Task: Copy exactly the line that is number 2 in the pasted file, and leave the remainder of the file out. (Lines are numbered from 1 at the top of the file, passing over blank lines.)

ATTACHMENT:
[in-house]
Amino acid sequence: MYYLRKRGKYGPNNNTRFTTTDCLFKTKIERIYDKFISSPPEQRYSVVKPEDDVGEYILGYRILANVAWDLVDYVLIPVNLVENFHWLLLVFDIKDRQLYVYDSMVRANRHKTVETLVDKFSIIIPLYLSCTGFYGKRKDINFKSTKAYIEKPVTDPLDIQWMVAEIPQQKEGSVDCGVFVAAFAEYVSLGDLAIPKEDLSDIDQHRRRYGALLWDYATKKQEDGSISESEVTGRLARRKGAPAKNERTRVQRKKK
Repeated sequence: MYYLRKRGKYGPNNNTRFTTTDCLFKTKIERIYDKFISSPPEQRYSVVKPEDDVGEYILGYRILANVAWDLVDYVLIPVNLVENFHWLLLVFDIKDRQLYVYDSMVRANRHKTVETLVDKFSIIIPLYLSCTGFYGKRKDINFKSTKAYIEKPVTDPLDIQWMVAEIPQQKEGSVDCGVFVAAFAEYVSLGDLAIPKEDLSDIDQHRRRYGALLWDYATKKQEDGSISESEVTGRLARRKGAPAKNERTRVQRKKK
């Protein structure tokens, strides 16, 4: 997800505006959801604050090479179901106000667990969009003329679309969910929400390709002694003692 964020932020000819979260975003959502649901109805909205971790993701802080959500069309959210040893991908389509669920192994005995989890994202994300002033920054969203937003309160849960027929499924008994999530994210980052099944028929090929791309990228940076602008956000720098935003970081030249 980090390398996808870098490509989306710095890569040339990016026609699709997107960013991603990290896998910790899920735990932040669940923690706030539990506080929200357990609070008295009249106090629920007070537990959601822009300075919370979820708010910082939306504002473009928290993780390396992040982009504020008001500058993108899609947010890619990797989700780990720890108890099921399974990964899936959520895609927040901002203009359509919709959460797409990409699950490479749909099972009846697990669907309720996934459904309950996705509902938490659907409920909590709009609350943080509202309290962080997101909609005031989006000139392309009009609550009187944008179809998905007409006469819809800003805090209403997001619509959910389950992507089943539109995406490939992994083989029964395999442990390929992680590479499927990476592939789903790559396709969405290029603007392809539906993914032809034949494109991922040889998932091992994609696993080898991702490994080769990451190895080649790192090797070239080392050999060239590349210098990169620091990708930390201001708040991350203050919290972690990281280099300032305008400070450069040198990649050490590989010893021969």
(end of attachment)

Amino acid sequence: MYYLRKRGKYGPNNNTRFTTTDCLFKTKIERIYDKFISSPPEQRYSVVKPEDDVGEYILGYRILANVAWDLVDYVLIPVNLVENFHWLLLVFDIKDRQLYVYDSMVRANRHKTVETLVDKFSIIIPLYLSCTGFYGKRKDINFKSTKAYIEKPVTDPLDIQWMVAEIPQQKEGSVDCGVFVAAFAEYVSLGDLAIPKEDLSDIDQHRRRYGALLWDYATKKQEDGSISESEVTGRLARRKGAPAKNERTRVQRKKK